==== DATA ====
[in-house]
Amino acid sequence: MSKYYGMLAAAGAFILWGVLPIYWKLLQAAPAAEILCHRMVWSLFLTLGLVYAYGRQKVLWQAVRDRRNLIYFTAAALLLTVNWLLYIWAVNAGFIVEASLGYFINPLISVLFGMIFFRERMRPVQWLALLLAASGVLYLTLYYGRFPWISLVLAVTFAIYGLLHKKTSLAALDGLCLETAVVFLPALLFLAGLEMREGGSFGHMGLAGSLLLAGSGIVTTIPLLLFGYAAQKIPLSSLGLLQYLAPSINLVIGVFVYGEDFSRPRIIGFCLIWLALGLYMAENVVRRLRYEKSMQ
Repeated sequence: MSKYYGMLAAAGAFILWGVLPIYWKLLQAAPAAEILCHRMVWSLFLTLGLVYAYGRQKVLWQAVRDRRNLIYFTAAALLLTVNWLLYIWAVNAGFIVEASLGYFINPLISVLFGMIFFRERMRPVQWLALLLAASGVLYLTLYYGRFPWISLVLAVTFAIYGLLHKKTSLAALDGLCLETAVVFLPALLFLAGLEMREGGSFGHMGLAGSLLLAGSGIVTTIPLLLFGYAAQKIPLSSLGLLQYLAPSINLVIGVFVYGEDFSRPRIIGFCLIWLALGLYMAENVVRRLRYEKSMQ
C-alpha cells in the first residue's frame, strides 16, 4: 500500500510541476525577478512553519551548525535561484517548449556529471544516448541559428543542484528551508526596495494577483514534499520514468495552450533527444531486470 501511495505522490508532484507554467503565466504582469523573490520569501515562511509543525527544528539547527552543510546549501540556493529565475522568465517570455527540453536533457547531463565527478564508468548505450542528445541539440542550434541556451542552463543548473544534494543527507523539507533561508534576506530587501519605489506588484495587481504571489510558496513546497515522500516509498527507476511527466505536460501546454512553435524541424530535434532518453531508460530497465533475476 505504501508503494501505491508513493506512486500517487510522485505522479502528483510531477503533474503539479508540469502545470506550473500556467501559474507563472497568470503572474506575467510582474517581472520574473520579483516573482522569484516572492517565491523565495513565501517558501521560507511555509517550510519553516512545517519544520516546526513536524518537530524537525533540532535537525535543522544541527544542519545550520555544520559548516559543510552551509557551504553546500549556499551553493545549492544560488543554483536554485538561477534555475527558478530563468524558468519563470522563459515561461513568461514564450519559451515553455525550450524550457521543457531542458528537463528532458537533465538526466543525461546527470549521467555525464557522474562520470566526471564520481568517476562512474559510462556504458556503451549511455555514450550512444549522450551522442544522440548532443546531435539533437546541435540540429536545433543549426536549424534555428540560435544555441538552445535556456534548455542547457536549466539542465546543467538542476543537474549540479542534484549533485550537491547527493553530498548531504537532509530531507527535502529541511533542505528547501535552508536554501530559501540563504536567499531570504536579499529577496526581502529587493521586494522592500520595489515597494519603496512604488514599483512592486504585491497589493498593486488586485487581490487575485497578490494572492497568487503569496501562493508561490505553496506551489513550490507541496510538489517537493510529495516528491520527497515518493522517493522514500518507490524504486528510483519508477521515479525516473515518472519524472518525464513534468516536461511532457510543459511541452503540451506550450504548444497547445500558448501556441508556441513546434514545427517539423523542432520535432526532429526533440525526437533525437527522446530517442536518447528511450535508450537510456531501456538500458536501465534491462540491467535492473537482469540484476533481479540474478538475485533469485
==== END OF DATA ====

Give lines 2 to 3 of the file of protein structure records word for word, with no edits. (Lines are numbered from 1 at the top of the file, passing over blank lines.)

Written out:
Amino acid sequence: MSKYYGMLAAAGAFILWGVLPIYWKLLQAAPAAEILCHRMVWSLFLTLGLVYAYGRQKVLWQAVRDRRNLIYFTAAALLLTVNWLLYIWAVNAGFIVEASLGYFINPLISVLFGMIFFRERMRPVQWLALLLAASGVLYLTLYYGRFPWISLVLAVTFAIYGLLHKKTSLAALDGLCLETAVVFLPALLFLAGLEMREGGSFGHMGLAGSLLLAGSGIVTTIPLLLFGYAAQKIPLSSLGLLQYLAPSINLVIGVFVYGEDFSRPRIIGFCLIWLALGLYMAENVVRRLRYEKSMQ
Repeated sequence: MSKYYGMLAAAGAFILWGVLPIYWKLLQAAPAAEILCHRMVWSLFLTLGLVYAYGRQKVLWQAVRDRRNLIYFTAAALLLTVNWLLYIWAVNAGFIVEASLGYFINPLISVLFGMIFFRERMRPVQWLALLLAASGVLYLTLYYGRFPWISLVLAVTFAIYGLLHKKTSLAALDGLCLETAVVFLPALLFLAGLEMREGGSFGHMGLAGSLLLAGSGIVTTIPLLLFGYAAQKIPLSSLGLLQYLAPSINLVIGVFVYGEDFSRPRIIGFCLIWLALGLYMAENVVRRLRYEKSMQ